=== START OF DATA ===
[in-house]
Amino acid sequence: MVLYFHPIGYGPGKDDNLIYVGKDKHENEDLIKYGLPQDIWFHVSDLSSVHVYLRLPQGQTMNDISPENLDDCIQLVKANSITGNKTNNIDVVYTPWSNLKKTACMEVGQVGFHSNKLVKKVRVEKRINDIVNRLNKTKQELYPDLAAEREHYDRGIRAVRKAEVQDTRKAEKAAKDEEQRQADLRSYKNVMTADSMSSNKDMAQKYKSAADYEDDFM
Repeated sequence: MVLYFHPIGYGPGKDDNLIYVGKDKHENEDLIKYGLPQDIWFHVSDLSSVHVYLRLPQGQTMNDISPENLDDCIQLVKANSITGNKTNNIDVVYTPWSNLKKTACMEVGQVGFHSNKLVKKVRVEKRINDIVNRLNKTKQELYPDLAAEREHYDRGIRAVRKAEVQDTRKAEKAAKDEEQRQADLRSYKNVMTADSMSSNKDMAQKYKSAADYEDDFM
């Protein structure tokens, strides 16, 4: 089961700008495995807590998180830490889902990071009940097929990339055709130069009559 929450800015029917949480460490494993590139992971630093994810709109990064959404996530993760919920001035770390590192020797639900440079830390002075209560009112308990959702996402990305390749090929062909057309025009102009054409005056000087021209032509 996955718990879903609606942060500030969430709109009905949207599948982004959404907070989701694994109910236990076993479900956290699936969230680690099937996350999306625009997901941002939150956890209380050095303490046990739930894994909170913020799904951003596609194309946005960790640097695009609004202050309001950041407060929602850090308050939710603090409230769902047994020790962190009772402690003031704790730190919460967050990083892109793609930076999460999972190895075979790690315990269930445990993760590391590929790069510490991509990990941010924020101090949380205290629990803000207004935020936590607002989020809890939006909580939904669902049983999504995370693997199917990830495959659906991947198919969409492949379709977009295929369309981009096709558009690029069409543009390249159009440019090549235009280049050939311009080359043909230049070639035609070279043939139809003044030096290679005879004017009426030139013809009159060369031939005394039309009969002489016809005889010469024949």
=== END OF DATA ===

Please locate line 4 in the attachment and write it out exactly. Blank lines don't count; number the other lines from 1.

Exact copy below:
């Protein structure tokens, strides 16, 4: 089961700008495995807590998180830490889902990071009940097929990339055709130069009559 929450800015029917949480460490494993590139992971630093994810709109990064959404996530993760919920001035770390590192020797639900440079830390002075209560009112308990959702996402990305390749090929062909057309025009102009054409005056000087021209032509 996955718990879903609606942060500030969430709109009905949207599948982004959404907070989701694994109910236990076993479900956290699936969230680690099937996350999306625009997901941002939150956890209380050095303490046990739930894994909170913020799904951003596609194309946005960790640097695009609004202050309001950041407060929602850090308050939710603090409230769902047994020790962190009772402690003031704790730190919460967050990083892109793609930076999460999972190895075979790690315990269930445990993760590391590929790069510490991509990990941010924020101090949380205290629990803000207004935020936590607002989020809890939006909580939904669902049983999504995370693997199917990830495959659906991947198919969409492949379709977009295929369309981009096709558009690029069409543009390249159009440019090549235009280049050939311009080359043909230049070639035609070279043939139809003044030096290679005879004017009426030139013809009159060369031939005394039309009969002489016809005889010469024949």